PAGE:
The well-known marketing gurus, Philip Kotler and Milton Kotler wrote in their book 'Winning Global Markets' that "the growth of nations is intimately tied with the growth of their major cities."... "Top cities have grown faster in GDP (gross domestic product) than the rate of their country's GDP growth. Major cities are the source of a nation's wealth, not the other way around. In the markets of a nation's major cities, investment, trade and consumption take place."
This is especially true now as according to new United Nations data, 55 per cent of the world's population lives in urban areas. This portion is expected to increase to 68 per cent by 2050.
Projections show that urbanisation, the gradual shift in residence of human population from rural to urban areas, combined with overall growth of the world's population could add another 2.50 billion people to urban areas by 2050. Around 90 per cent of the increase would take place in Asia and Africa.
At the moment, Tokyo is the world's largest city, with 37 million inhabitants, followed by New Delhi with 29 million, Shanghai 26 million and Mexico City and Sao Paulo each around 22 million residents. Today, Cairo, Mumbai, Beijing and Dhaka all have close to 20 million inhabitants.
Among all these cities, Dhaka's situation is possibly the worst as it is growing in an unplanned way. Dhaka's citizens are facing the consequences of the unplanned urbanisation as a result. Inadequate road, traffic congestion, water logging, water crisis during summer, and other issues are affecting the productivity of those living here. Also, as Dhaka is the capital with all the headquarters of government, public and private sectors located here. These nagging problems are slowing down the nation's growth.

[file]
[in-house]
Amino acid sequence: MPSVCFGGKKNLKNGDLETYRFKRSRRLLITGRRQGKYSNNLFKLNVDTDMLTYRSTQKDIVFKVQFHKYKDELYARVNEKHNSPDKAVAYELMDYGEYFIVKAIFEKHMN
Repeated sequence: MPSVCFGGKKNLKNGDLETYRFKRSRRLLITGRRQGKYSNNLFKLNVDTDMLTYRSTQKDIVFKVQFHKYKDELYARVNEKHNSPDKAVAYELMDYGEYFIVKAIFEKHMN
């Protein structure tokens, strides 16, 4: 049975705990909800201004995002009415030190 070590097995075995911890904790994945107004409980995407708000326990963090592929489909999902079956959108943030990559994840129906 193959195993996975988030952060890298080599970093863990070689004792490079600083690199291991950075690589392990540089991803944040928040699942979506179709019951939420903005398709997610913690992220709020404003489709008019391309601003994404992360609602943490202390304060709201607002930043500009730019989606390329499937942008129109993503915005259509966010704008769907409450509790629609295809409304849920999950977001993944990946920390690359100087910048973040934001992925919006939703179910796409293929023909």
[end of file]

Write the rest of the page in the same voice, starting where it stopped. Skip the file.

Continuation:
As the world continues to urbanise, sustainable development depends increasingly on the successful management of urban growth, especially in low-income and lower-middle-income countries where the pace of urbanisation is projected to be the fastest.
Integrated policies to improve the lives of both urban and rural dwellers are needed, while strengthening the linkages between urban and rural areas, building on their existing economic, social and environmental ties.
To get rid of unplanned urbanisation, an urban development policy should be formulated while keeping in mind the geographical situation of the country. A strategy should be adopted to start development activities proportionately in all district towns and upazila headquarters.
Along with these, employment and labour-oriented programmes focussing on youth should be implemented. The growth of villages and towns will help by curbing the migration to urban areas.
Anwar Faruq Talukder is a banker.
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